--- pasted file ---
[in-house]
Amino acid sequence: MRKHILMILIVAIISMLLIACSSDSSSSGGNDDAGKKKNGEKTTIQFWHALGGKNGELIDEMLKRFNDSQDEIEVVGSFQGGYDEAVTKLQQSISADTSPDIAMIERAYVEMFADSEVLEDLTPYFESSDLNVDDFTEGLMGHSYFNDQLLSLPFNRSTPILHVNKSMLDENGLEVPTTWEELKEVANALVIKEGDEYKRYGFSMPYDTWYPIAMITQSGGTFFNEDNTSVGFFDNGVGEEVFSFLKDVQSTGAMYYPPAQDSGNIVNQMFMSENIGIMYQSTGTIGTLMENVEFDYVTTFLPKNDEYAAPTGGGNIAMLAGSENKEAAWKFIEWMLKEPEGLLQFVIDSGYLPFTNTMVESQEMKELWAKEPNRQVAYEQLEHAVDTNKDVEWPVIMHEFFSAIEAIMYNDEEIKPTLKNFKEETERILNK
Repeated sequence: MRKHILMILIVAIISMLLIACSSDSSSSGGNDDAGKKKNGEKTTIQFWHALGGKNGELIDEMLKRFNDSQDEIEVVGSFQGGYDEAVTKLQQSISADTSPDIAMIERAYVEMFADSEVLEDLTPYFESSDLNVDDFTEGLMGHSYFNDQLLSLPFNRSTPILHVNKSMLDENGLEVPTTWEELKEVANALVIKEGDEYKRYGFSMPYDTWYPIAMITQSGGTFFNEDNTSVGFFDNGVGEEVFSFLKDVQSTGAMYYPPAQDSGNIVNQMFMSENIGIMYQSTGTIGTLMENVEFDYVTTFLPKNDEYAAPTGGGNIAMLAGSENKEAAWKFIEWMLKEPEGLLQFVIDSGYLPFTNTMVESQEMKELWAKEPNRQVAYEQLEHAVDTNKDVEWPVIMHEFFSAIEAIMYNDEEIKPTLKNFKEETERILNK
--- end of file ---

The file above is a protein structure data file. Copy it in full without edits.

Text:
[in-house]
Amino acid sequence: MRKHILMILIVAIISMLLIACSSDSSSSGGNDDAGKKKNGEKTTIQFWHALGGKNGELIDEMLKRFNDSQDEIEVVGSFQGGYDEAVTKLQQSISADTSPDIAMIERAYVEMFADSEVLEDLTPYFESSDLNVDDFTEGLMGHSYFNDQLLSLPFNRSTPILHVNKSMLDENGLEVPTTWEELKEVANALVIKEGDEYKRYGFSMPYDTWYPIAMITQSGGTFFNEDNTSVGFFDNGVGEEVFSFLKDVQSTGAMYYPPAQDSGNIVNQMFMSENIGIMYQSTGTIGTLMENVEFDYVTTFLPKNDEYAAPTGGGNIAMLAGSENKEAAWKFIEWMLKEPEGLLQFVIDSGYLPFTNTMVESQEMKELWAKEPNRQVAYEQLEHAVDTNKDVEWPVIMHEFFSAIEAIMYNDEEIKPTLKNFKEETERILNK
Repeated sequence: MRKHILMILIVAIISMLLIACSSDSSSSGGNDDAGKKKNGEKTTIQFWHALGGKNGELIDEMLKRFNDSQDEIEVVGSFQGGYDEAVTKLQQSISADTSPDIAMIERAYVEMFADSEVLEDLTPYFESSDLNVDDFTEGLMGHSYFNDQLLSLPFNRSTPILHVNKSMLDENGLEVPTTWEELKEVANALVIKEGDEYKRYGFSMPYDTWYPIAMITQSGGTFFNEDNTSVGFFDNGVGEEVFSFLKDVQSTGAMYYPPAQDSGNIVNQMFMSENIGIMYQSTGTIGTLMENVEFDYVTTFLPKNDEYAAPTGGGNIAMLAGSENKEAAWKFIEWMLKEPEGLLQFVIDSGYLPFTNTMVESQEMKELWAKEPNRQVAYEQLEHAVDTNKDVEWPVIMHEFFSAIEAIMYNDEEIKPTLKNFKEETERILNK